Central Florida Links
Blackfin

Saltwater Fishing Charters by Lagooner Fishing Guides

Blackfin

Central Florida's Other Side of the Gulf Stream Fishing

Monday February 19, 2018

Blackfin tuna (Thunnus atlanticus) is the smallest tuna species in the Thunnus genus, generally growing to a maximum of 100 cm (39 in) in length and weighing 21 kg (46 lbs).

Blackfin tuna have oval-shaped bodies, black backs with a slight yellow on the finlets, and yellow on the sides of their bodies. They are only found in the western Atlantic from Cape Cod to Brazil.

Blackfin tuna hunt both epipelagic (surface) and mesopelagic (deeper water) fish and squid. They also eat crustaceans such as shrimp, crabs, amphipods, stomatopods, and the larvae of decapods.[2] They are a short-lived, fast-growing species; a 5-yr-old fish would be considered old. They reach sexual maturity at the age of two years, and spawn in the open sea during the summer. Blackfin tuna are a warmer-water fish, preferring water temperatures over 20° C (68° F).

Occurs in tropical and warm temperate waters of the western Atlantic Ocean. There are scattered records of blackfin tuna occurring as far north as Martha's Vineyard, Massachusetts, but the usual range is from North Carolina to Rio de Janeiro, Brazil, including the Caribbean Sea and the Gulf of Mexico.

Remarks

This is a pelagic, schooling fish that generally feeds near the surface. Its diet consists of small fishes, squid, crustaceans, and plankton. An excellent light tackle species, it can be taken by trolling or casting small baits or lures, including ballyhoo, mullet and other small fishes as well as strip baits, spoons, feathers, jigs, or plugs; or by live bait fishing from boats at the surface of deep waters one to two miles offshore. It has some local commercial importance, but is predominantly an angler's fish. It is a spunky game species and the flesh is of good quality and flavor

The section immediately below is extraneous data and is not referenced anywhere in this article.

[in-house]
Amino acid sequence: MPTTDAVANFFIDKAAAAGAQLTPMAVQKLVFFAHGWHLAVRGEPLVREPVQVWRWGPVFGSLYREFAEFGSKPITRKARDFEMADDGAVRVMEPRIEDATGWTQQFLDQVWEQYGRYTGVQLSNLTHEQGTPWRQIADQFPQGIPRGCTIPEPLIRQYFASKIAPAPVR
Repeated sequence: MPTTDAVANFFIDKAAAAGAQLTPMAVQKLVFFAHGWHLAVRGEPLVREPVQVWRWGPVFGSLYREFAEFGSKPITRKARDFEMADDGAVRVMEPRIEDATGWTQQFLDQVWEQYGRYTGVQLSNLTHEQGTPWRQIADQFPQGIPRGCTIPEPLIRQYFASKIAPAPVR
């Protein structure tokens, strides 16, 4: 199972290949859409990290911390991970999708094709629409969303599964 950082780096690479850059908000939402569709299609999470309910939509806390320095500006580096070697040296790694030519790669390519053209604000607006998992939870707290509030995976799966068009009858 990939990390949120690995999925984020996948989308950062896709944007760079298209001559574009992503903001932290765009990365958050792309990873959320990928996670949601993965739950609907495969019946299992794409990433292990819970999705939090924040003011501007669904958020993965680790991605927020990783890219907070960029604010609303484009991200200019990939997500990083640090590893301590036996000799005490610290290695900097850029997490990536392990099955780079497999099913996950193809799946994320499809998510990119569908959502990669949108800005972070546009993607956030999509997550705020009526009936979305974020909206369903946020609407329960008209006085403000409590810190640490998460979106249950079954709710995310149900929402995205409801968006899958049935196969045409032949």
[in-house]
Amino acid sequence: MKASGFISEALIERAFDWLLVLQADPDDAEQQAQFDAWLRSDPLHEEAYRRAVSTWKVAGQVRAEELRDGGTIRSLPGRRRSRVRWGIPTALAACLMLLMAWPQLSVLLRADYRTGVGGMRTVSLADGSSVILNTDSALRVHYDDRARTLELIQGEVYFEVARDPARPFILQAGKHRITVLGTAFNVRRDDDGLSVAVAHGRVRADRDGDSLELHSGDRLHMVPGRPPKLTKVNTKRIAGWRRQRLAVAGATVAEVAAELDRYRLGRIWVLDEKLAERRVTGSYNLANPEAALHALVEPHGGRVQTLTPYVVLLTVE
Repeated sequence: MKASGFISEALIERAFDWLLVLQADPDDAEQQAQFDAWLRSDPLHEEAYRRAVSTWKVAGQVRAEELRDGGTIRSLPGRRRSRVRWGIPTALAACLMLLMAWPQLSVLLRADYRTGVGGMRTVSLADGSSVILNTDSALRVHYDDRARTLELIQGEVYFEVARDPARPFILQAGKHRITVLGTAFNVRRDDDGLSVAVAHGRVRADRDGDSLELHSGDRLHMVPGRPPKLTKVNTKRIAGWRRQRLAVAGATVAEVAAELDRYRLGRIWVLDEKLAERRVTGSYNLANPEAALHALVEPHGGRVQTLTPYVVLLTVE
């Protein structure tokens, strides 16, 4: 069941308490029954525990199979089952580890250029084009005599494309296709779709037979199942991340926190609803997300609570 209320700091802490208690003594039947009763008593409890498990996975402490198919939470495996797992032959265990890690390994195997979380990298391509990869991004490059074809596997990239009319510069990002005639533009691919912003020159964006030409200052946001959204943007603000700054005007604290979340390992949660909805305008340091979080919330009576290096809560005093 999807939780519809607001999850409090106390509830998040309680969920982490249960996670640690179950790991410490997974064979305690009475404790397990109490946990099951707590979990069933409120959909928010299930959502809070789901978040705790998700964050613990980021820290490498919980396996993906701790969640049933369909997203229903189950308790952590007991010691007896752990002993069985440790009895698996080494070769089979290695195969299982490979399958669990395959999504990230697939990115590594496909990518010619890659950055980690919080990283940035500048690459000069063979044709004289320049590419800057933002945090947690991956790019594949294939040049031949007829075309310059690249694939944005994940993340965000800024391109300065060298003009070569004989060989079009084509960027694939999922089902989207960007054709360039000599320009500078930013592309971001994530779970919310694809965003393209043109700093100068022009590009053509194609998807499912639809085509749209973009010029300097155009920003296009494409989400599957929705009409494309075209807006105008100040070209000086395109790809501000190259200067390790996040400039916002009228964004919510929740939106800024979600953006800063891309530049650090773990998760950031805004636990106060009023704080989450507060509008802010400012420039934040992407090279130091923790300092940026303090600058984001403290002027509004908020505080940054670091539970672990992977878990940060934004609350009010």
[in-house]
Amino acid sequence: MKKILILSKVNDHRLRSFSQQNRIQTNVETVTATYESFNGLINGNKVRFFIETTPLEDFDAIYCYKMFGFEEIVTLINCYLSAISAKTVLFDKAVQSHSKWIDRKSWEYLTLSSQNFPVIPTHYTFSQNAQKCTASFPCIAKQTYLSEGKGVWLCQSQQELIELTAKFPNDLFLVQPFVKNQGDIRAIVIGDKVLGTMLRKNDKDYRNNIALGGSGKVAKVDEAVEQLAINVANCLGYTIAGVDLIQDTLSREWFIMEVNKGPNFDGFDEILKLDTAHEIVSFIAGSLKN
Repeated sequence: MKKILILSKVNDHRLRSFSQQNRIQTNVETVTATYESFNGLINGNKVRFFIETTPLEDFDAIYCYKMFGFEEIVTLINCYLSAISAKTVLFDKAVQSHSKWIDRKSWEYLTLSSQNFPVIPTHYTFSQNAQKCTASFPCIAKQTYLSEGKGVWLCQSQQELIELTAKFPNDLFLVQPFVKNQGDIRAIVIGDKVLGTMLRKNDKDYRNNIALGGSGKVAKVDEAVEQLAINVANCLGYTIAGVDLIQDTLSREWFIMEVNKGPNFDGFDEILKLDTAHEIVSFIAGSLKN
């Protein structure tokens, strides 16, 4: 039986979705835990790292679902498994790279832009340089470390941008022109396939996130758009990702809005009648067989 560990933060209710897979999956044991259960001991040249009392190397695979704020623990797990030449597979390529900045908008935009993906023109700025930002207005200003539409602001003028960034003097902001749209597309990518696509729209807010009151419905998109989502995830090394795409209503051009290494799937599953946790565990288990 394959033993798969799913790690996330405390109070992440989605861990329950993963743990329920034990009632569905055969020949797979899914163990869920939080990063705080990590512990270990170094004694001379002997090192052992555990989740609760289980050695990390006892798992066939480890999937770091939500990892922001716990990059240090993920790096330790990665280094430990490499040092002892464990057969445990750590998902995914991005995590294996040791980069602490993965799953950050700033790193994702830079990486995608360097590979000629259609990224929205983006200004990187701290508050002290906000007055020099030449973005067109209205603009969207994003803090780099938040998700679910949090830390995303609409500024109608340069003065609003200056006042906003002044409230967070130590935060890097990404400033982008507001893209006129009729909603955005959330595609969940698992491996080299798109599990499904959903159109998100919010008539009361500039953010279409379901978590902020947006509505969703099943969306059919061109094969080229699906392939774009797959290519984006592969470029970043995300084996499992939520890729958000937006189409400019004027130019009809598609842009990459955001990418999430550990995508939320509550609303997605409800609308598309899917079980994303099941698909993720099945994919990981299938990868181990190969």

Regulations

Of the thousands of fish species found in Florida waters, the vast majority have no specific regulations at all. These ?unregulated? species include some very popular sport fish that are commonly caught by recreational anglers such as white grunt, gulf kingfish (whiting), gafftopsail catfish, ladyfish, cero mackerel, blackfin tuna, bonito, great barracuda, gulf kingfish, pinfish and jack crevalle. The list also includes thousands of other species that are less frequently targeted but sometimes caught incidentally including spadefish, American eels, silver perch, croakers, hardhead catfish and many others. The term ?unregulated? can be misleading because standard recreational gear requirements still apply, and there is a default bag limit established by Florida Statute for any species harvested by a recreational angler. Harvesting amounts that exceed the default recreational bag limit (which are defined as commercial quantities) and commercial sale of all unregulated species would require a saltwater products license.

Two fish or 100 pounds per person, per day -whichever is more. For smaller fish like white grunt, the limit is 100 pounds regardless Lionfishof the number of fish it takes to reach that total weight. For larger fish such as the southern stingray, if you harvest two fish that have a combined weight of 150 pounds, that is your limit for that species.

State Record

45 lbs. 8 oz.

Central Florida Tuna Fishing